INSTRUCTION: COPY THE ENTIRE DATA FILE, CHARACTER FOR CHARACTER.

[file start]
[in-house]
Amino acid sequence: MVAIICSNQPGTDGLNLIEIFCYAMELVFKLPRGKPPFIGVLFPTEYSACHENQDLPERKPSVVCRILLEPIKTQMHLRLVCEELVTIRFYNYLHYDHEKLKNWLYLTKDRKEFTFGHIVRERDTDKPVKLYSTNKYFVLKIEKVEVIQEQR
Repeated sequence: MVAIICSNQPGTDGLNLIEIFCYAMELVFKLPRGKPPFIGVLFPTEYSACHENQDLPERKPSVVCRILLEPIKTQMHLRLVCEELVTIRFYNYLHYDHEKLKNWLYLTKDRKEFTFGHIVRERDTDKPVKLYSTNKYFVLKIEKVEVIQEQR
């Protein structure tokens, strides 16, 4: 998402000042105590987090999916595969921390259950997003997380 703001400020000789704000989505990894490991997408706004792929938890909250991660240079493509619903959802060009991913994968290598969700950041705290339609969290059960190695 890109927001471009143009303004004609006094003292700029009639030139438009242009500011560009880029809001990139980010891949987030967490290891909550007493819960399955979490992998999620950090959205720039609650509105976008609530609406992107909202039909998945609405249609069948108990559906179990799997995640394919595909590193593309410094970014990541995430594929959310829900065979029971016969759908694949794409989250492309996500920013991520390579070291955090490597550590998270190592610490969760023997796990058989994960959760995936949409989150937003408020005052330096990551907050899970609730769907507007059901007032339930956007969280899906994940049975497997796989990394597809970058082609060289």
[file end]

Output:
[in-house]
Amino acid sequence: MVAIICSNQPGTDGLNLIEIFCYAMELVFKLPRGKPPFIGVLFPTEYSACHENQDLPERKPSVVCRILLEPIKTQMHLRLVCEELVTIRFYNYLHYDHEKLKNWLYLTKDRKEFTFGHIVRERDTDKPVKLYSTNKYFVLKIEKVEVIQEQR
Repeated sequence: MVAIICSNQPGTDGLNLIEIFCYAMELVFKLPRGKPPFIGVLFPTEYSACHENQDLPERKPSVVCRILLEPIKTQMHLRLVCEELVTIRFYNYLHYDHEKLKNWLYLTKDRKEFTFGHIVRERDTDKPVKLYSTNKYFVLKIEKVEVIQEQR
């Protein structure tokens, strides 16, 4: 998402000042105590987090999916595969921390259950997003997380 703001400020000789704000989505990894490991997408706004792929938890909250991660240079493509619903959802060009991913994968290598969700950041705290339609969290059960190695 890109927001471009143009303004004609006094003292700029009639030139438009242009500011560009880029809001990139980010891949987030967490290891909550007493819960399955979490992998999620950090959205720039609650509105976008609530609406992107909202039909998945609405249609069948108990559906179990799997995640394919595909590193593309410094970014990541995430594929959310829900065979029971016969759908694949794409989250492309996500920013991520390579070291955090490597550590998270190592610490969760023997796990058989994960959760995936949409989150937003408020005052330096990551907050899970609730769907507007059901007032339930956007969280899906994940049975497997796989990394597809970058082609060289």